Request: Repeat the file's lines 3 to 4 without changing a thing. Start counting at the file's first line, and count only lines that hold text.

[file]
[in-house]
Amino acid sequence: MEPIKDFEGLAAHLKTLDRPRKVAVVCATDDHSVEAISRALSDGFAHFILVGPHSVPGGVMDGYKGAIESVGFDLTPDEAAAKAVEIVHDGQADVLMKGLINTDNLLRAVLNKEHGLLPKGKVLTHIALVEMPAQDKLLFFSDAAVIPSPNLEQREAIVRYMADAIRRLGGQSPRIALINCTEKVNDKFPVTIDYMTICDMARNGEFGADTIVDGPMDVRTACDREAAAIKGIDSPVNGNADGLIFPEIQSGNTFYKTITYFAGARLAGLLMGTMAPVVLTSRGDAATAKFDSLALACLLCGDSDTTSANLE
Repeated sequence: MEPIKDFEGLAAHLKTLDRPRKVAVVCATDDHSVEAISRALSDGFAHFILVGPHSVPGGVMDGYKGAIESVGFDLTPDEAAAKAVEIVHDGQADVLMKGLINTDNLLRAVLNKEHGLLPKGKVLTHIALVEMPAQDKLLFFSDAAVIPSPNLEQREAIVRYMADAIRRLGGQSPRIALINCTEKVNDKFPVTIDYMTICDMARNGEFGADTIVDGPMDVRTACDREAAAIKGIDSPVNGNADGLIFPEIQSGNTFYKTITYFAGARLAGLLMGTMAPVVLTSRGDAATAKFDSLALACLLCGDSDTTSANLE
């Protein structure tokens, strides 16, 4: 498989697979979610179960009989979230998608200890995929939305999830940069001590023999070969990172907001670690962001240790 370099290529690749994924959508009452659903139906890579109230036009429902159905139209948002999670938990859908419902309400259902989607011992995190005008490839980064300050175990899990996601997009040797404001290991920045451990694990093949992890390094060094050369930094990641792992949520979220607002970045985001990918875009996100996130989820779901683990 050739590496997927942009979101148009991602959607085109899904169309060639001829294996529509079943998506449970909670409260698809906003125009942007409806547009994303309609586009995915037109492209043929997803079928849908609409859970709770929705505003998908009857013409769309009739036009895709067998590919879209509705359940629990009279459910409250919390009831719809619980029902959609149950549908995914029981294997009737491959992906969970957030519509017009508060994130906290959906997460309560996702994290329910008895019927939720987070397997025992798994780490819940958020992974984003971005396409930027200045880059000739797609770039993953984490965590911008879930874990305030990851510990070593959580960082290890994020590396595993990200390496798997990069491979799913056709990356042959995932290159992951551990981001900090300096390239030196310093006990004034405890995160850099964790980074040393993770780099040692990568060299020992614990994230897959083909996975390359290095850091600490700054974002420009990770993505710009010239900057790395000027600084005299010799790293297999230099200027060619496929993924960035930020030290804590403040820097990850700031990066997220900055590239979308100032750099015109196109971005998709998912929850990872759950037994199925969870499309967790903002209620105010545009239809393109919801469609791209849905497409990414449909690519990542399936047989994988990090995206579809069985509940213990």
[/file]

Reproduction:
Repeated sequence: MEPIKDFEGLAAHLKTLDRPRKVAVVCATDDHSVEAISRALSDGFAHFILVGPHSVPGGVMDGYKGAIESVGFDLTPDEAAAKAVEIVHDGQADVLMKGLINTDNLLRAVLNKEHGLLPKGKVLTHIALVEMPAQDKLLFFSDAAVIPSPNLEQREAIVRYMADAIRRLGGQSPRIALINCTEKVNDKFPVTIDYMTICDMARNGEFGADTIVDGPMDVRTACDREAAAIKGIDSPVNGNADGLIFPEIQSGNTFYKTITYFAGARLAGLLMGTMAPVVLTSRGDAATAKFDSLALACLLCGDSDTTSANLE
């Protein structure tokens, strides 16, 4: 498989697979979610179960009989979230998608200890995929939305999830940069001590023999070969990172907001670690962001240790 370099290529690749994924959508009452659903139906890579109230036009429902159905139209948002999670938990859908419902309400259902989607011992995190005008490839980064300050175990899990996601997009040797404001290991920045451990694990093949992890390094060094050369930094990641792992949520979220607002970045985001990918875009996100996130989820779901683990 050739590496997927942009979101148009991602959607085109899904169309060639001829294996529509079943998506449970909670409260698809906003125009942007409806547009994303309609586009995915037109492209043929997803079928849908609409859970709770929705505003998908009857013409769309009739036009895709067998590919879209509705359940629990009279459910409250919390009831719809619980029902959609149950549908995914029981294997009737491959992906969970957030519509017009508060994130906290959906997460309560996702994290329910008895019927939720987070397997025992798994780490819940958020992974984003971005396409930027200045880059000739797609770039993953984490965590911008879930874990305030990851510990070593959580960082290890994020590396595993990200390496798997990069491979799913056709990356042959995932290159992951551990981001900090300096390239030196310093006990004034405890995160850099964790980074040393993770780099040692990568060299020992614990994230897959083909996975390359290095850091600490700054974002420009990770993505710009010239900057790395000027600084005299010799790293297999230099200027060619496929993924960035930020030290804590403040820097990850700031990066997220900055590239979308100032750099015109196109971005998709998912929850990872759950037994199925969870499309967790903002209620105010545009239809393109919801469609791209849905497409990414449909690519990542399936047989994988990090995206579809069985509940213990």